This collection of early Roman Imperial bronze was formed by an American collector in the Midwest, buying coins in the 1950's from major London coin houses. He affixed collector 'H' numbers written in ink on lacquer on many of the coins. We have correspondence dated in 1950 and 1951 with Leonard Forrer at Spink & Son, Ltd. and William French at Glendining & Co. Ltd. in London, as well as Earle K. Stanton in Los Angeles, Paul S. Seitz in Pennsylvania, and Edward Gans, Numismatic Fine Arts in New York City.

    Rare, with a fascinating but tragic story. The 'Tiberian dynasty' collapsed within months. Both Drusus and his son Germanicus Gemellus (the boy on the right cornucopia) died in A.D. 23. Drusus' wife Livilla became involved with Tiberius' prefect Sejanus, who induced her to poison her husband. She died shamefully in the aftermath of Sejanus's downfall in A.D. 31. The second grandson, Tiberius Gemellus, named co-heir of Tiberius with Caligula, was sidelined after Tiberius' death and then executed by Caligula, who would not tolerate a second heir to the throne.

  12. Winning Losing Won Lost Watching Available in aftersale  
  13. Winning Losing Won Lost Watching Available in aftersale  
    E37, Lot 63:

    Galba. A.D. 68-69. Æ sestertius. 25.82 gm. 35 mm. Rome mint. Struck autumn A.D. 68. His laureate and draped bust right; IMP SER GALBA CAES AVG TR P / Victory advancing left, holding palladium and palm; S C. RIC I 352 (S). Good Fine; bold portrait, well centered; dark green and red patina; some barely distinguishable light tooling along front of bust on obverse, and along front of Victory on reverse; two spots of old corrosion on reverse at 12' and 6'; collectors number '54' written in ink on obverse, second collectors number 'H 33' written in ink on lacquer on edge. Scarce.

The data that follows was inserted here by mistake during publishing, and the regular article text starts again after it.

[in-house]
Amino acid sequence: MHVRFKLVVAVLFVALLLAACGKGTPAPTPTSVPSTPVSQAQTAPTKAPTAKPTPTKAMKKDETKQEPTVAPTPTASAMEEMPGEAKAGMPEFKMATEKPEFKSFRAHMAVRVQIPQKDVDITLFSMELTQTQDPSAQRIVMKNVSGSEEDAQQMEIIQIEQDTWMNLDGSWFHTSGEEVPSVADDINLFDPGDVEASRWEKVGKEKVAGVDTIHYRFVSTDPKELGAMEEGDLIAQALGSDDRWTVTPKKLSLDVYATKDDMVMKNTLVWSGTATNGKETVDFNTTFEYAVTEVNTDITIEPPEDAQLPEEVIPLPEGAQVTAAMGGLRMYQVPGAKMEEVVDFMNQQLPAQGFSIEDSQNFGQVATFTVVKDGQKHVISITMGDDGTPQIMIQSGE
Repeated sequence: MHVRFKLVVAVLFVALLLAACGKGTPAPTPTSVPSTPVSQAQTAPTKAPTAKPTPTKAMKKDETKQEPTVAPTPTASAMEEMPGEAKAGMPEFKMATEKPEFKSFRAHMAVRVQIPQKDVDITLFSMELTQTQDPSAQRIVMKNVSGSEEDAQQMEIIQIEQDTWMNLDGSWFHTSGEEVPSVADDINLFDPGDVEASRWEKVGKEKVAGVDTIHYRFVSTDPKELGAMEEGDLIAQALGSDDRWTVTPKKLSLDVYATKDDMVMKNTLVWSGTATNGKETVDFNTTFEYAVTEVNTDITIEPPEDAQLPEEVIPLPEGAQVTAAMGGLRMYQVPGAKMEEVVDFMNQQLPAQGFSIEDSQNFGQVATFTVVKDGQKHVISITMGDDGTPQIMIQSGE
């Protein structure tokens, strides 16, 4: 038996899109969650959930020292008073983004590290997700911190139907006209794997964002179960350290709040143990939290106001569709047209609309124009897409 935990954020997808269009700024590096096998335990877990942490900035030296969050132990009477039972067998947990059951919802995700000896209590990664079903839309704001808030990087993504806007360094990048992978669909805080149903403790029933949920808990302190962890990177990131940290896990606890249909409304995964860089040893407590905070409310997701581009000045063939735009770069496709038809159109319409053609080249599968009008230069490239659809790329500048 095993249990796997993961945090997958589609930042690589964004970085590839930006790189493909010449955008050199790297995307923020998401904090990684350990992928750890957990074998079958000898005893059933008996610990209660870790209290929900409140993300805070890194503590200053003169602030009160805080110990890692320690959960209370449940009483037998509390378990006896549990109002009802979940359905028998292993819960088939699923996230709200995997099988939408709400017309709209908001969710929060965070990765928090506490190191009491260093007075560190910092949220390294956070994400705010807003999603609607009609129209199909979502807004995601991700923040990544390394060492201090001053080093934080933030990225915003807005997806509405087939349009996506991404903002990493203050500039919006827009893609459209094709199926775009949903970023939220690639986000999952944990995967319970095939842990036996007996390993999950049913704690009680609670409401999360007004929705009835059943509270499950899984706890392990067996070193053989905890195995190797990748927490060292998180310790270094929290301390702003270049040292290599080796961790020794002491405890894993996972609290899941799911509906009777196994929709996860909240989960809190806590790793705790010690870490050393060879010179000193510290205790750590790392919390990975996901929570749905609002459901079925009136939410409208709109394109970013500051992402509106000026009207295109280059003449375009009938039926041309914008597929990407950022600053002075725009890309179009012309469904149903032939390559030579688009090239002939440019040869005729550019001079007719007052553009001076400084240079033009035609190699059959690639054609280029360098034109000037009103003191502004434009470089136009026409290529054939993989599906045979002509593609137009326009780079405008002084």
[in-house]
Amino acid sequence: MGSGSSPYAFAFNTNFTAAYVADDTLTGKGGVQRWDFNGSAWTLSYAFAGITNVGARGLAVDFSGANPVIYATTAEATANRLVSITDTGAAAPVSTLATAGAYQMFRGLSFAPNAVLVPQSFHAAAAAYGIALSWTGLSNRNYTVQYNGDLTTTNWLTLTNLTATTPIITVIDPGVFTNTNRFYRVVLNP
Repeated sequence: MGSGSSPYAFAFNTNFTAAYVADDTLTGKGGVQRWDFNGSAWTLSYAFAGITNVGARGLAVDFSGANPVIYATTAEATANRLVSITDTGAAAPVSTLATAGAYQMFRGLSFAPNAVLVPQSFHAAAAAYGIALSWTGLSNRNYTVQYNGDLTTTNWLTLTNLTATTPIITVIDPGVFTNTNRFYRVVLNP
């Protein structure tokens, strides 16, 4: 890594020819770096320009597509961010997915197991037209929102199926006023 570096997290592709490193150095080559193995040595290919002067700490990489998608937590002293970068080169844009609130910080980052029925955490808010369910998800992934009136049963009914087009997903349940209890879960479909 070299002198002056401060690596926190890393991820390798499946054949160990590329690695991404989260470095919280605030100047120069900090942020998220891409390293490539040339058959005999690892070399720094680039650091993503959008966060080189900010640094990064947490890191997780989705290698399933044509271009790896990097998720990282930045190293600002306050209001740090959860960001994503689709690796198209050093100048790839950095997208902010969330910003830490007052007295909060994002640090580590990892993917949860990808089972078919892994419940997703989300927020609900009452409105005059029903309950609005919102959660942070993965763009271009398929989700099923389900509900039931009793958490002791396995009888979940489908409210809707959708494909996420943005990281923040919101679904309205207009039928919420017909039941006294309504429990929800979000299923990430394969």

This collection of early Roman Imperial bronze was formed by an American collector in the Midwest, buying coins in the 1950's from major London coin houses. He affixed collector 'H' numbers written in ink on lacquer on many of the coins. We have correspondence dated in 1950 and 1951 with Leonard Forrer at Spink & Son, Ltd. and William French at Glendining & Co. Ltd. in London, as well as Earle K. Stanton in Los Angeles, Paul S. Seitz in Pennsylvania, and Edward Gans, Numismatic Fine Arts in New York City.

    Galba was a brilliant administrator but David Sear writes "his strict discipline and rigid economy made him unpopular with the army" and he was assassinated in the Forum in A.D. 69. This interesting and scarce reverse type suggests that Victory had the power to bestow control over Rome (the Palladium).

  14. Winning Losing Won Lost Watching Available in aftersale  

    Hadrian's support of orphans

    E37, Lot 69:

    Hadrian. A.D. 117-138. Orichalcum sestertius. 24.57 gm. 32 mm. Rome mint. Struck circa A.D. 124-128. His laureate and slightly draped bust right; IMP CAESAR TRAIANVS HADRIANVS AVG / Hadrian seated left on curule chair set on platform, extending hand to child held in a woman’s arms, she rests her hand on another child standing at her side; PONT MAX TR POT COS III around, S C flanking, LIBERTAS RESTI / TVTA in two lines in exergue. RIC II.3 236. RIC II 568 (R2). Very Fine; bold portrait; attractive glossy surfaces; light scattered roughness; some corrosion below bust on obverse; collector's number 'H 42' handwritten in ink on clear lacquer on edge. Very Rare. A handsome example of a difficult and desirable type, celebrating and continuing Trajan's support of orphans in Italy.